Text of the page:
There are punctual events that tend to drive the value of Bitcoin down, and perhaps today’s Alibaba IPO is one. But I think there may be a structural reason the value of Bitcoin must go down at this moment.
Simple: we are starting to use Bitcoin to do things, buy goods and services, as opposed to holding Bitcoin for speculation.
If everyone wants to buy and nobody wants to sell, the price skyrockets. If more people want to sell, the price goes down. This basic principle of economy applies to everything, including Bitcoin.
But there are more and more user-friendly ways for consumers to spend their Bitcoin in the real world. Recently, Australian company CoinJar unveiled the country’s first Bitcoin debit card, which seems especially user-friendly and integrated with the existing Australian payment infrastructure. More people will start using Bitcoin to buy groceries and other goods. Their bitcoins will be converted to Australian dollars on-the-fly (because the merchants must receive Australian dollars), which is a sell order that drives the value of Bitcoin down.
In the US, consumers can shop at Sears, Home Depot, Whole Foods, and many other retailers, with the awesome Gyft cards system, using a convenient one-click app. Other similar initiatives are emerging, but most of them convert bitcoins to US dollars for the retailer, which drives the value of Bitcoin down.
I am paid in Bitcoin to write this article. Since I am not a speculator, but just a regular guy who needs to put food on the table, I will go to Bitstamp and exchange the bitcoins for local currency in my bank account. More and more people are paid in Bitcoin, and the majority do just that, which drives the value of Bitcoin down.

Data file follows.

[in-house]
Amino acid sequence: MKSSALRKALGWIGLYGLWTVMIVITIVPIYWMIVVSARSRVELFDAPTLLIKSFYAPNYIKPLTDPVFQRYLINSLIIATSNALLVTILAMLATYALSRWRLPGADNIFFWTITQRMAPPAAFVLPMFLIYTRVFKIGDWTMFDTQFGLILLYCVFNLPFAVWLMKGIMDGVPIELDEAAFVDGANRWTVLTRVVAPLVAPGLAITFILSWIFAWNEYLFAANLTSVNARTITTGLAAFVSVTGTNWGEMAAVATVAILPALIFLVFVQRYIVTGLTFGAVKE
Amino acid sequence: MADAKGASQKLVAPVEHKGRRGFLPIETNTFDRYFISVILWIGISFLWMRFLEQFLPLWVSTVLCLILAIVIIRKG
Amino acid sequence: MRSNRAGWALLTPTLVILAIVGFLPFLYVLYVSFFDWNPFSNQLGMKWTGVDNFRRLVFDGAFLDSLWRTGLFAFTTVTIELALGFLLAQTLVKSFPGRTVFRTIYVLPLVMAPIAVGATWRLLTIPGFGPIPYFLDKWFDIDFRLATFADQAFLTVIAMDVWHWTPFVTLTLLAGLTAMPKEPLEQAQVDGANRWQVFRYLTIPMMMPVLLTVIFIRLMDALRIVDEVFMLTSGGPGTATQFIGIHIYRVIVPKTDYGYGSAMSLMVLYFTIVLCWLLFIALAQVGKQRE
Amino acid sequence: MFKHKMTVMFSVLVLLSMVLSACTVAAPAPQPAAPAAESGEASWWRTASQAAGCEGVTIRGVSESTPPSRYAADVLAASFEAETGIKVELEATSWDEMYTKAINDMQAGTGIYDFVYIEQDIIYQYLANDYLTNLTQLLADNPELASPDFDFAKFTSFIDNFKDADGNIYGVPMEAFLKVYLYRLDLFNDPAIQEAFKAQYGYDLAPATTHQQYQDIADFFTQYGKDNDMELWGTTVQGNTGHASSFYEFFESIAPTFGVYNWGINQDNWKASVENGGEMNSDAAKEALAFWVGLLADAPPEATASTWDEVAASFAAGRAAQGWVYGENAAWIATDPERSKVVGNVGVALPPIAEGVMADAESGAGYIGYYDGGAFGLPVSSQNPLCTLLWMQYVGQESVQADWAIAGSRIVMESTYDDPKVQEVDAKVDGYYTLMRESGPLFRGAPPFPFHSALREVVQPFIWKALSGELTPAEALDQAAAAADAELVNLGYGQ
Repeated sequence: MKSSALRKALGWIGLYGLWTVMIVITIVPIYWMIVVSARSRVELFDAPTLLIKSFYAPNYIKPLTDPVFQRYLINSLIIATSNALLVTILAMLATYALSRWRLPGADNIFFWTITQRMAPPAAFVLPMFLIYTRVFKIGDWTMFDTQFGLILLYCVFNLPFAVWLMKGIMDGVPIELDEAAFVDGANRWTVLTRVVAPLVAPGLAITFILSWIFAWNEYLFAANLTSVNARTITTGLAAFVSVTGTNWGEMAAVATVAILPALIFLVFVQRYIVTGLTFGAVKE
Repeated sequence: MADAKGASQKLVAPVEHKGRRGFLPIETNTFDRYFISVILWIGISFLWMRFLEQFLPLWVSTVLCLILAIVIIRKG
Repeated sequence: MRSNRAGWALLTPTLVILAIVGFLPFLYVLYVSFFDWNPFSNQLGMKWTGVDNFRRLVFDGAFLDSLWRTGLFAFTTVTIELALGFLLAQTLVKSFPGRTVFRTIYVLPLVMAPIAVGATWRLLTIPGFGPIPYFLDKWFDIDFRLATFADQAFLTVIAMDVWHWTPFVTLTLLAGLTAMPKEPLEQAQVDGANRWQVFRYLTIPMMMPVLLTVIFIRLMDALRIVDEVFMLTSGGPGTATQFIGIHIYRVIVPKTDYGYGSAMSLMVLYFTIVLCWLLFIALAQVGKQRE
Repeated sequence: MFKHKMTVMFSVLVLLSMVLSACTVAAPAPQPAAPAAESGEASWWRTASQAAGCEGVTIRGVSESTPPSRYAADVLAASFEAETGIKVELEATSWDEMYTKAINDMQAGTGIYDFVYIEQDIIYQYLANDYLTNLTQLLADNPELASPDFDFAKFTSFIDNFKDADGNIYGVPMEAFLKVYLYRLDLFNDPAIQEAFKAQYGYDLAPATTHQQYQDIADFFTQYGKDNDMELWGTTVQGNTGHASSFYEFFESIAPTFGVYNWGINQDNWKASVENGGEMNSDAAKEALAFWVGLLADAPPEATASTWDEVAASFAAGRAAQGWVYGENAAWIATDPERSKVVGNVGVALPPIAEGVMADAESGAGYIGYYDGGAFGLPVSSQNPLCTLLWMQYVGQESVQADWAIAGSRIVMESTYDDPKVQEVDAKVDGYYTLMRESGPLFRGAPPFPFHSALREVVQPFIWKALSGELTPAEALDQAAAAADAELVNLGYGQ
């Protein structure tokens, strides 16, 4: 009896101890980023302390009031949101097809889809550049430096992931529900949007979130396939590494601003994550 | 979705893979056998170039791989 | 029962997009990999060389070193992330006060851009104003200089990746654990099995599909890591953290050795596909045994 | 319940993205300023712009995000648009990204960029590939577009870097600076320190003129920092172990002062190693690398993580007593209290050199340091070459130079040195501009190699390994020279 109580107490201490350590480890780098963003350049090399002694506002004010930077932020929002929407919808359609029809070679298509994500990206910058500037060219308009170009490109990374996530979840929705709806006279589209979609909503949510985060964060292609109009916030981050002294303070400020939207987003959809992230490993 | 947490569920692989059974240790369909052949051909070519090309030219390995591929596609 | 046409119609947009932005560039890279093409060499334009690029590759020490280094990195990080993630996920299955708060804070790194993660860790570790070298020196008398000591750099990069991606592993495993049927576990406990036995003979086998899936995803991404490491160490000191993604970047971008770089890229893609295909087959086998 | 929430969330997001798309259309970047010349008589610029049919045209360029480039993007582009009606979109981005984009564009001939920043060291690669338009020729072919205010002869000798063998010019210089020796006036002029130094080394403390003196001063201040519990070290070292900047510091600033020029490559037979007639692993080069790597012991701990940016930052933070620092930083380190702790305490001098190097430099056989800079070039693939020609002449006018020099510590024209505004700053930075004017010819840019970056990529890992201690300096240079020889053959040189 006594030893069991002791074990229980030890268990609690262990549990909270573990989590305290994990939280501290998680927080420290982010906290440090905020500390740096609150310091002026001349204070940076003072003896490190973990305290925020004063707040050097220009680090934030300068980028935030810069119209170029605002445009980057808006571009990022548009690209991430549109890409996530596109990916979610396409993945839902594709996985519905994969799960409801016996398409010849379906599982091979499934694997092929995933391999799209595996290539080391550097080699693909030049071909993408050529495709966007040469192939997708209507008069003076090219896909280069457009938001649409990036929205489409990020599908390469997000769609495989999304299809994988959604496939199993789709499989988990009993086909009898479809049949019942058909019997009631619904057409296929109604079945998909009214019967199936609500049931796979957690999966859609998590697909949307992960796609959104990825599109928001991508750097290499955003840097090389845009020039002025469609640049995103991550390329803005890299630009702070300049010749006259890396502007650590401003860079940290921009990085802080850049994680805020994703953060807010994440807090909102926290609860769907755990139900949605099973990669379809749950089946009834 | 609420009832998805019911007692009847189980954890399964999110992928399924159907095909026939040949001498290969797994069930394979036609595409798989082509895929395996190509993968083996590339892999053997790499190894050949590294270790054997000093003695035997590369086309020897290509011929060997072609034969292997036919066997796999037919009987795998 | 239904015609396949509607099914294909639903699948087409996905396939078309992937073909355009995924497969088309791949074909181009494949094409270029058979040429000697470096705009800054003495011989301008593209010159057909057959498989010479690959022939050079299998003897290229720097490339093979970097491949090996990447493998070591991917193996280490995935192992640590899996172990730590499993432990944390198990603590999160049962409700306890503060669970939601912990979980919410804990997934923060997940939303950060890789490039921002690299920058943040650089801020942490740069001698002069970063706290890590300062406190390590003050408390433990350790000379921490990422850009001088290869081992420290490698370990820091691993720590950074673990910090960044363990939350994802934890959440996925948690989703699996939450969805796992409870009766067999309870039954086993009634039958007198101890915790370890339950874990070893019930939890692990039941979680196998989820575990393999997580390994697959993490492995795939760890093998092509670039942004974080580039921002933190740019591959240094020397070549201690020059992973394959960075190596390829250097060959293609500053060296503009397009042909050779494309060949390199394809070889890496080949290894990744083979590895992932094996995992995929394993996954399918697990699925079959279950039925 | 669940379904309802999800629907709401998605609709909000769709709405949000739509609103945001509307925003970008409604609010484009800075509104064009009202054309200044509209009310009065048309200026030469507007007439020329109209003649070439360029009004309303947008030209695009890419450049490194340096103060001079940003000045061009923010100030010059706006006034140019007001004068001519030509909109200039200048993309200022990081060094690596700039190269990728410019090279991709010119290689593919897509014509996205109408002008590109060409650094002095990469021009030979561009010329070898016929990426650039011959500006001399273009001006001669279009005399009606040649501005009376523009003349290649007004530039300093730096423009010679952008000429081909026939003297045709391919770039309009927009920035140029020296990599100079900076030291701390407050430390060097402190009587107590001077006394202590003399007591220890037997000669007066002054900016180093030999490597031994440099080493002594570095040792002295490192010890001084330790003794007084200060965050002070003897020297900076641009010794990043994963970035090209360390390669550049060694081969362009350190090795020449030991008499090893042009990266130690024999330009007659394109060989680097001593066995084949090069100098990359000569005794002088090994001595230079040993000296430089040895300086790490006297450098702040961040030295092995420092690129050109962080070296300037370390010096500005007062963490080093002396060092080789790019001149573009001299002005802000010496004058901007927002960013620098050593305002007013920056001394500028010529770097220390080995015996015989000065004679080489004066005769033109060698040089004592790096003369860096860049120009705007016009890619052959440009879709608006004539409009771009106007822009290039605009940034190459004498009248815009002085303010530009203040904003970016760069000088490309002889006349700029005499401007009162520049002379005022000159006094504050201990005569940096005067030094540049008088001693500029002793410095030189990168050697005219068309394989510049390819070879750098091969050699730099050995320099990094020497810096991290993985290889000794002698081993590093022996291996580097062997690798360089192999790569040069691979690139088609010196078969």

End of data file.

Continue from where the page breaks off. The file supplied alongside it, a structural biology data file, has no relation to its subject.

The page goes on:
If my analysis is correct, we are beginning to see a structural downward trend, and this trend is good, because it shows that the Bitcoin economy is becoming real, with less speculation and more use as a currency for every day’s life. This is the first phase of the real Bitcoin economy.
If you are holding thousands of Bitcoin, you probably hate me for saying this. But don’t worry, the value of your bitcoins will go up again.
This won’t happen overnight. The majority of the merchants that accept Bitcoin sell electronic goods and services online, but regular guys don’t dream of electric sheep and don’t eat bits. The good news is that more and more brick-and-mortar sellers accept Bitcoin, in big cities with a critical mass of Bitcoin users. If I lived in New York, I guess I could pay most of the stuff that I need in Bitcoin, without going through a cash exchange. But, even in New York, only technically savvy consumers can do that.
When McDonalds will accept Bitcoin directly, and your grandmother will be able to buy a burger with a coupon or a simple one-click app, the value of your Bitcoins will go up again. So, the best you can do is to think of creative ways to bring about the next phase of the real Bitcoin economy.
Images from Shutterstock.
Last modified: September 19, 2014 14:53 UTC